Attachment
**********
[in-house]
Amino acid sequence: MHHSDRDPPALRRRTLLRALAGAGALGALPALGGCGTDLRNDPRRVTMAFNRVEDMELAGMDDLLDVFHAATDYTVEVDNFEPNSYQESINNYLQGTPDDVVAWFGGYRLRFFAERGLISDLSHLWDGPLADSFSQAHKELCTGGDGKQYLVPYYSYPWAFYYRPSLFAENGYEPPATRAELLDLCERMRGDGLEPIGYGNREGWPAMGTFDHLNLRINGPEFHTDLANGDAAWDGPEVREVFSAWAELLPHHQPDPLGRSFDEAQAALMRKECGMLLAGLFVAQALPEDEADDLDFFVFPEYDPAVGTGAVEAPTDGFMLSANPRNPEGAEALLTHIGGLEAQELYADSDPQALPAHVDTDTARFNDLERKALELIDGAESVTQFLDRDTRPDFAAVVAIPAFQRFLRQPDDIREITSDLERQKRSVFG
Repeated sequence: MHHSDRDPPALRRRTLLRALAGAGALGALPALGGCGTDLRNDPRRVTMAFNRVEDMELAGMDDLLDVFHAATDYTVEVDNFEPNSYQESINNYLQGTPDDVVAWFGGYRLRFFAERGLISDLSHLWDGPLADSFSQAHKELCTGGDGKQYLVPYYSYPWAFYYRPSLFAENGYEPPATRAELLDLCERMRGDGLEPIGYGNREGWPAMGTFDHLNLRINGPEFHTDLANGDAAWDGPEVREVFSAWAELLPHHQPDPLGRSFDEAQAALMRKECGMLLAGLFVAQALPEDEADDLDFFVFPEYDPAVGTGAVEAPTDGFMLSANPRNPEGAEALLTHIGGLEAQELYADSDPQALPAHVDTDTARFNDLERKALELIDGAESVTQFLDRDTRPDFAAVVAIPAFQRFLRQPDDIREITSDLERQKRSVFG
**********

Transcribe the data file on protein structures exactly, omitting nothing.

[in-house]
Amino acid sequence: MHHSDRDPPALRRRTLLRALAGAGALGALPALGGCGTDLRNDPRRVTMAFNRVEDMELAGMDDLLDVFHAATDYTVEVDNFEPNSYQESINNYLQGTPDDVVAWFGGYRLRFFAERGLISDLSHLWDGPLADSFSQAHKELCTGGDGKQYLVPYYSYPWAFYYRPSLFAENGYEPPATRAELLDLCERMRGDGLEPIGYGNREGWPAMGTFDHLNLRINGPEFHTDLANGDAAWDGPEVREVFSAWAELLPHHQPDPLGRSFDEAQAALMRKECGMLLAGLFVAQALPEDEADDLDFFVFPEYDPAVGTGAVEAPTDGFMLSANPRNPEGAEALLTHIGGLEAQELYADSDPQALPAHVDTDTARFNDLERKALELIDGAESVTQFLDRDTRPDFAAVVAIPAFQRFLRQPDDIREITSDLERQKRSVFG
Repeated sequence: MHHSDRDPPALRRRTLLRALAGAGALGALPALGGCGTDLRNDPRRVTMAFNRVEDMELAGMDDLLDVFHAATDYTVEVDNFEPNSYQESINNYLQGTPDDVVAWFGGYRLRFFAERGLISDLSHLWDGPLADSFSQAHKELCTGGDGKQYLVPYYSYPWAFYYRPSLFAENGYEPPATRAELLDLCERMRGDGLEPIGYGNREGWPAMGTFDHLNLRINGPEFHTDLANGDAAWDGPEVREVFSAWAELLPHHQPDPLGRSFDEAQAALMRKECGMLLAGLFVAQALPEDEADDLDFFVFPEYDPAVGTGAVEAPTDGFMLSANPRNPEGAEALLTHIGGLEAQELYADSDPQALPAHVDTDTARFNDLERKALELIDGAESVTQFLDRDTRPDFAAVVAIPAFQRFLRQPDDIREITSDLERQKRSVFG